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Tuesday, November 10, 2009

Going Up (Or Not)

One of the many things that we as firefighters have to know how to do is to respond to an emergency in an elevator. For the most part, all we are going to do as firefighters if people are stuck in an elevator is make sure everyone is ok, make sure the elevator repairman has been called and keep everyone calm. We only get to force our way in if there is an emergency ongoing inside the stuck elevator.

We have several options depending on the type of elevator. Most elevators are piston driven, meaning there is a giant piston underneath that raises and lowers the car. There's no way it's going to fall. The nice thing about this type is that we can go to the hydraulic pump and bleed off the line and slowly lower the car to the next floor. We could also open the doors to the elevator shaft on the floor above the car and use ladders to make entry through the roof hatch. (Did you know there was a roof hatch on most elevators?) We can also use our auto extrication equipment (and equipment off a heavy rescue) to make our own entry into the elevator car. The other type of elevators use cable to suspend the car. These are used in high rise buildings because of the heights involved. Along with the previously stated methods we can make a rescue from an adjoining car. This is very dangerous and left as a last resort.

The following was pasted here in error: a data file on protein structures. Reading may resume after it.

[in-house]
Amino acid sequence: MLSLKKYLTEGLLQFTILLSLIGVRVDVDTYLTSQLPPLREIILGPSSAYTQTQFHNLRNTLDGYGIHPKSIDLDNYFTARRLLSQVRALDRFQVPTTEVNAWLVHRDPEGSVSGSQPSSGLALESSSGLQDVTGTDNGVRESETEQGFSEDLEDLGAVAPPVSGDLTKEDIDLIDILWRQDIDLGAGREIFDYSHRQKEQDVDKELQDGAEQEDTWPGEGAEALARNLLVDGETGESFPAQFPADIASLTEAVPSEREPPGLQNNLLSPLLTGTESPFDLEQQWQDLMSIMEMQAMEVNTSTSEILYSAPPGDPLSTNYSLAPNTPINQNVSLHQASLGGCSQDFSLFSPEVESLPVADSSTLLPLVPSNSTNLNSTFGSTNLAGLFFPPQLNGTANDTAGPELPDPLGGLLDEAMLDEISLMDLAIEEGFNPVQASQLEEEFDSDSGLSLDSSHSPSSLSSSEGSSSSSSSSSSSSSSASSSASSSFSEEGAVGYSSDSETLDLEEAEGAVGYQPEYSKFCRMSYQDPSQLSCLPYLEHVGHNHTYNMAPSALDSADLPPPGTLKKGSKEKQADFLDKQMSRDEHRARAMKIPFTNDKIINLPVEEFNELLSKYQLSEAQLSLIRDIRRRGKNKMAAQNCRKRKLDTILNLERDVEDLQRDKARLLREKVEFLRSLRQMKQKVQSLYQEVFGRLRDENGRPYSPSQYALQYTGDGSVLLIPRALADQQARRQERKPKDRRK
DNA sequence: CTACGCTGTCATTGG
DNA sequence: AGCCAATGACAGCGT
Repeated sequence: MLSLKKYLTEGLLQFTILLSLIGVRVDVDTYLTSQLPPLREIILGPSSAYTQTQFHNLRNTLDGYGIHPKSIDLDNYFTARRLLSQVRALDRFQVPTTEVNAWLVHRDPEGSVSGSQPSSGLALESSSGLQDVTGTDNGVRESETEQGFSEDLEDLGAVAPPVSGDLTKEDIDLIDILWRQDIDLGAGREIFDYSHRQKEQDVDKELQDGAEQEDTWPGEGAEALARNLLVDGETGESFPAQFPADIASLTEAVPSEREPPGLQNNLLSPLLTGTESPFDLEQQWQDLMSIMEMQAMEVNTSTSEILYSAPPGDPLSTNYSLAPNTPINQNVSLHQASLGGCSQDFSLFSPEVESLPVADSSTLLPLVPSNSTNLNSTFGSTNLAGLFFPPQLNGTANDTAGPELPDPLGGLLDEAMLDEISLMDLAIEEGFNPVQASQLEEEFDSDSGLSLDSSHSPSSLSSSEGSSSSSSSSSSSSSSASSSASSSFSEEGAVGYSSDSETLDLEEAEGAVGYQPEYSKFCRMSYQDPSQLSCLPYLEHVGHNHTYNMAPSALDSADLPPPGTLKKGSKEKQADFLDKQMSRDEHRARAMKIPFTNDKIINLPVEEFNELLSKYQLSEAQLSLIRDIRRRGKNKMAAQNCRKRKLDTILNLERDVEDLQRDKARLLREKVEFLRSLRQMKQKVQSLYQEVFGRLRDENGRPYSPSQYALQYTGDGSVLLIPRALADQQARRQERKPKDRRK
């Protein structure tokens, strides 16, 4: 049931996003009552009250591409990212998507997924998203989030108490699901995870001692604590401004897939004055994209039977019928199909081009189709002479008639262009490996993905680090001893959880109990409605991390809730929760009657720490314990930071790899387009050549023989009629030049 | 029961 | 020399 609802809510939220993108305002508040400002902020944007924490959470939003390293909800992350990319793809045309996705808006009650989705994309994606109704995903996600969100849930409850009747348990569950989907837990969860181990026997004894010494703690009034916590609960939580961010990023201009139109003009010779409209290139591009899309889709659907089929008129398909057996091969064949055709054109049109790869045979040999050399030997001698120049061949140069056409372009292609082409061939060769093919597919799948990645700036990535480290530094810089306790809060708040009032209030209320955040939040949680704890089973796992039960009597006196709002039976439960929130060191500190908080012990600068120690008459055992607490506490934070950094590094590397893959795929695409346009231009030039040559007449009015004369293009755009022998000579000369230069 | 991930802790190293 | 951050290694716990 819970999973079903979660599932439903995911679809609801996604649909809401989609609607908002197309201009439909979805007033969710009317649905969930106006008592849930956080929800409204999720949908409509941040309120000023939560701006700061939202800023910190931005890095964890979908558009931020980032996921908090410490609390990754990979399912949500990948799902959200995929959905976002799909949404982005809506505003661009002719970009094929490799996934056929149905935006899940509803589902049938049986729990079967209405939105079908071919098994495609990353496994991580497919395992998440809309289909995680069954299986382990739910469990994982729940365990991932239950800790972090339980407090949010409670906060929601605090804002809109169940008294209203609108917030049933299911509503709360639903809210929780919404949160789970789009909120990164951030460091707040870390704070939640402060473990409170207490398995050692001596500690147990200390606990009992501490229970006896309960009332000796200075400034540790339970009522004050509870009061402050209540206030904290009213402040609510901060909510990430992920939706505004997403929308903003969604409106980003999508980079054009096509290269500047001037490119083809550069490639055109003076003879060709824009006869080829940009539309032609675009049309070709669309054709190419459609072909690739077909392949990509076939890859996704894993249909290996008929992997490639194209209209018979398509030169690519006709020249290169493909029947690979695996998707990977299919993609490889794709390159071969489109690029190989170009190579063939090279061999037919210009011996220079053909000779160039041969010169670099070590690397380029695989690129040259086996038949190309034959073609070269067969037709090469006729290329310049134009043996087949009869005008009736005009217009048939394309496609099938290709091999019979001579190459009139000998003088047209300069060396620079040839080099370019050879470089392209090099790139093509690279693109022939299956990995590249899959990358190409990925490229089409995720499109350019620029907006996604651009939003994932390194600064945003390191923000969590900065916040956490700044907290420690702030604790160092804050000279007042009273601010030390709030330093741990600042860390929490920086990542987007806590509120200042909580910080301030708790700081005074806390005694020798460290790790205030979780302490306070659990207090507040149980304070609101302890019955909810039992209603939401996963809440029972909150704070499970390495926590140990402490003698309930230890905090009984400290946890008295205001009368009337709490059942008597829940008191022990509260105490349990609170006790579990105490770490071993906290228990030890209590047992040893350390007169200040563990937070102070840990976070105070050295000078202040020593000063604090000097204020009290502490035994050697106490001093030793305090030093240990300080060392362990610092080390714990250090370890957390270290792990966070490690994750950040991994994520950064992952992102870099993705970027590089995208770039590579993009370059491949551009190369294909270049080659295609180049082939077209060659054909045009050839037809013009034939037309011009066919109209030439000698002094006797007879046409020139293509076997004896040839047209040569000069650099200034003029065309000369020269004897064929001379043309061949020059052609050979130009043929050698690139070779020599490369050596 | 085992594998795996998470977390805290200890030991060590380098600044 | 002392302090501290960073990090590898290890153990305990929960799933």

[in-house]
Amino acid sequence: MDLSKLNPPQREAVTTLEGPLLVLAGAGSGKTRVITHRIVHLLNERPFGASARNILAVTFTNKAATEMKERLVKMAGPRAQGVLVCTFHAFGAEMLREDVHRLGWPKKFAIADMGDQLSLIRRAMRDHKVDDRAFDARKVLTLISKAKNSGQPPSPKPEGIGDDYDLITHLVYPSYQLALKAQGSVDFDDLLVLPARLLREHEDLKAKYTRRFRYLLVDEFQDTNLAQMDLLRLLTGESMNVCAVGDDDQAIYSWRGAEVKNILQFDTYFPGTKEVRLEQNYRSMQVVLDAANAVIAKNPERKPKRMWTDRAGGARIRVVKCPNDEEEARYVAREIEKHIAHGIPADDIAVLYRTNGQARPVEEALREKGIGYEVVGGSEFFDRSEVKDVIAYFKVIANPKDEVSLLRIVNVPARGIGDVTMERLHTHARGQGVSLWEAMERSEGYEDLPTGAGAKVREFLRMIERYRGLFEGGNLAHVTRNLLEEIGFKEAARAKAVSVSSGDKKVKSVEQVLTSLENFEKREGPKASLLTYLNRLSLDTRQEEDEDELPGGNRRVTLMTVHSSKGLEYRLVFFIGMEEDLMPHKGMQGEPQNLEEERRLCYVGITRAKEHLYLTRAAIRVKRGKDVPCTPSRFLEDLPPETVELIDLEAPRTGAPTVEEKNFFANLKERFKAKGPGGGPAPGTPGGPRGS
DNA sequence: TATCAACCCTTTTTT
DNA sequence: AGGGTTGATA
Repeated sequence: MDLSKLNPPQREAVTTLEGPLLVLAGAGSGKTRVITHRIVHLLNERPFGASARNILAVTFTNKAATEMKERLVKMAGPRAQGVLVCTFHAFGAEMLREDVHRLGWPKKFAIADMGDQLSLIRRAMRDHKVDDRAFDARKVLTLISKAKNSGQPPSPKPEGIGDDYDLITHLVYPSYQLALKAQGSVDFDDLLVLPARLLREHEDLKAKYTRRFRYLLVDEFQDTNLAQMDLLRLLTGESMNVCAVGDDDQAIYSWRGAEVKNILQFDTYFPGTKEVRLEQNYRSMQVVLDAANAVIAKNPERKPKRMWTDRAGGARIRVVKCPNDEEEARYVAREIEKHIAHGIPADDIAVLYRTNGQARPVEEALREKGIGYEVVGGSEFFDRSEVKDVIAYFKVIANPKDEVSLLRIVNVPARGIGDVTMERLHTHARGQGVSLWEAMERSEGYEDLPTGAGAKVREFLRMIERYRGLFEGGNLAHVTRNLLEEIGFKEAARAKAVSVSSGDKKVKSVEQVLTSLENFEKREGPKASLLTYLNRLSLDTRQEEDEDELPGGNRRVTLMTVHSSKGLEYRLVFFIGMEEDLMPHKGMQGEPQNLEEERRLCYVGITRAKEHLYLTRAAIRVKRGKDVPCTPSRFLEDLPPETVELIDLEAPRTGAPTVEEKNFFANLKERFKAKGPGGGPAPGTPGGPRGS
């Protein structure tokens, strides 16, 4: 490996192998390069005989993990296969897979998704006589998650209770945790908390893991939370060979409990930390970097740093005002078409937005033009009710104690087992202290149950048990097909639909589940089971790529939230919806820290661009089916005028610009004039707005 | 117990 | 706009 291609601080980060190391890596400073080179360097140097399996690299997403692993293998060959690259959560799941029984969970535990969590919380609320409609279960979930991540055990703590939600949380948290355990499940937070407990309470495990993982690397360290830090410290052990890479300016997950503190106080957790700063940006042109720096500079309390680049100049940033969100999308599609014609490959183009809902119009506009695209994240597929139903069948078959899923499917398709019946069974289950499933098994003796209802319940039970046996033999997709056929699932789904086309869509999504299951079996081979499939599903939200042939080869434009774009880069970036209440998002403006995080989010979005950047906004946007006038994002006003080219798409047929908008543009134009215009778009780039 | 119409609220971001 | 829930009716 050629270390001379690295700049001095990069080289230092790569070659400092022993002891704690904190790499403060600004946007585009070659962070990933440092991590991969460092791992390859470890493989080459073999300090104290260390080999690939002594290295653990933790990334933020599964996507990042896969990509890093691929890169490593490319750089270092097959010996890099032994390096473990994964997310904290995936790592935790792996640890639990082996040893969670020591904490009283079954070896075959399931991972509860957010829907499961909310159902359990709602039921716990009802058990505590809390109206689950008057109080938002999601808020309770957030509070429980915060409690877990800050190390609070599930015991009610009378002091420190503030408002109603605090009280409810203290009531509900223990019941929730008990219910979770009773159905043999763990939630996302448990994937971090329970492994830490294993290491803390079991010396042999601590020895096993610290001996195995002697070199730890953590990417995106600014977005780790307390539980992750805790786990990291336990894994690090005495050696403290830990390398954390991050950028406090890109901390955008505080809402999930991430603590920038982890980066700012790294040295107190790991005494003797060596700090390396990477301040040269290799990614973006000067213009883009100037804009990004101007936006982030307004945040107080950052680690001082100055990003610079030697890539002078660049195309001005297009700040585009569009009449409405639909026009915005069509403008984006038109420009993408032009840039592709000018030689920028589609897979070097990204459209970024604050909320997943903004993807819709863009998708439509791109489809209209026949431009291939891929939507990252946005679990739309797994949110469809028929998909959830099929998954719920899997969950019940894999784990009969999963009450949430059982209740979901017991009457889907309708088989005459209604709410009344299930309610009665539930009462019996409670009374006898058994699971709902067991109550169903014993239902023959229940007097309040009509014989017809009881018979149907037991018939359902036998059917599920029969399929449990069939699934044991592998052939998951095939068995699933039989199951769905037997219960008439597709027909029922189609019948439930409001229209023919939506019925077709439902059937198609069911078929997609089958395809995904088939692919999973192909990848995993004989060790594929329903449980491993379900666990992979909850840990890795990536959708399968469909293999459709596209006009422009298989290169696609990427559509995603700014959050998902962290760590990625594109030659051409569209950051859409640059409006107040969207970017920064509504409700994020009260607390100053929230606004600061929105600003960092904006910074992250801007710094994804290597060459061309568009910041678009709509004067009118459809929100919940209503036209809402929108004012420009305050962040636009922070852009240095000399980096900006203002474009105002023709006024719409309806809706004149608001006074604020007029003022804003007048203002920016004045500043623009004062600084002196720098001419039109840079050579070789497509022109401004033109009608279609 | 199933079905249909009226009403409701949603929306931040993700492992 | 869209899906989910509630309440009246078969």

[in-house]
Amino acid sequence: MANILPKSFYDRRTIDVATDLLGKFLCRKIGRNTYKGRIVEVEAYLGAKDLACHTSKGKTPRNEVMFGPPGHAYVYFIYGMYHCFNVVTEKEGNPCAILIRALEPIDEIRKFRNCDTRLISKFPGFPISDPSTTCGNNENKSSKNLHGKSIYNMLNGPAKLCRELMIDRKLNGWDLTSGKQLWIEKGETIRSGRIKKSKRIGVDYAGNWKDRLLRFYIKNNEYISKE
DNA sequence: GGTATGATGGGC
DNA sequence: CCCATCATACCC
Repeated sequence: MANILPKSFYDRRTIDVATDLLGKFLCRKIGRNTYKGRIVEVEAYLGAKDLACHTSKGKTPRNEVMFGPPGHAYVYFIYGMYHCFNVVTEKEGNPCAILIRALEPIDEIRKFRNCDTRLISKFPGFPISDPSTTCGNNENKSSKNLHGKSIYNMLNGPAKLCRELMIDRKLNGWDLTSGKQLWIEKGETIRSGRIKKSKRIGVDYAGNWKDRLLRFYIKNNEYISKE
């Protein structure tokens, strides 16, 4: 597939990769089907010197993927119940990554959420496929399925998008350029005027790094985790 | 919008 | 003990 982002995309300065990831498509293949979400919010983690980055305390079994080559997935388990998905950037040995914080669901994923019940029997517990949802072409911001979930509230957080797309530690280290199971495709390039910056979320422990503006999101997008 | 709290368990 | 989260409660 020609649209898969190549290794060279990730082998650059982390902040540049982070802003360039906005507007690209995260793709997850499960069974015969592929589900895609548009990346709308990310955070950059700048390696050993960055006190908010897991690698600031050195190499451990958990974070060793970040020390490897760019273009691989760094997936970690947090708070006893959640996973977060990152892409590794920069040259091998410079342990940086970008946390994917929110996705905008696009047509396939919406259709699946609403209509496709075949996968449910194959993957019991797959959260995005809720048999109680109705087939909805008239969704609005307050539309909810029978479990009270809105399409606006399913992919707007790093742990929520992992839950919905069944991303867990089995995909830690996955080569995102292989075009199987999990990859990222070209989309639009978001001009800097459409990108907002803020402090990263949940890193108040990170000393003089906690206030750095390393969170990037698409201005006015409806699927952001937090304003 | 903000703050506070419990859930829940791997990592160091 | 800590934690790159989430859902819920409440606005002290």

Escalators are another thing with which we have to deal. If someone were to get stuck we would shut off the escalator (shut off switches are located at the top and bottom of escalators). We would then dismantle whatever we needed to to get our victim free.

I found this clip while researching elevators and escalators. I thought it worthy of sharing.

One of the "extra" things that I did learn was how to keep an elevator from stopping for other people while traveling from your floor to your desired floor. Simply press and hold the close door button and the button for the floor on which you wish to go for 5 seconds. I haven't tried it but I saw it on YouTube (which means it must be true, right?). If you have a tall building and feel like trying it out let me know how it goes. Next time I'm in one I'll try it.
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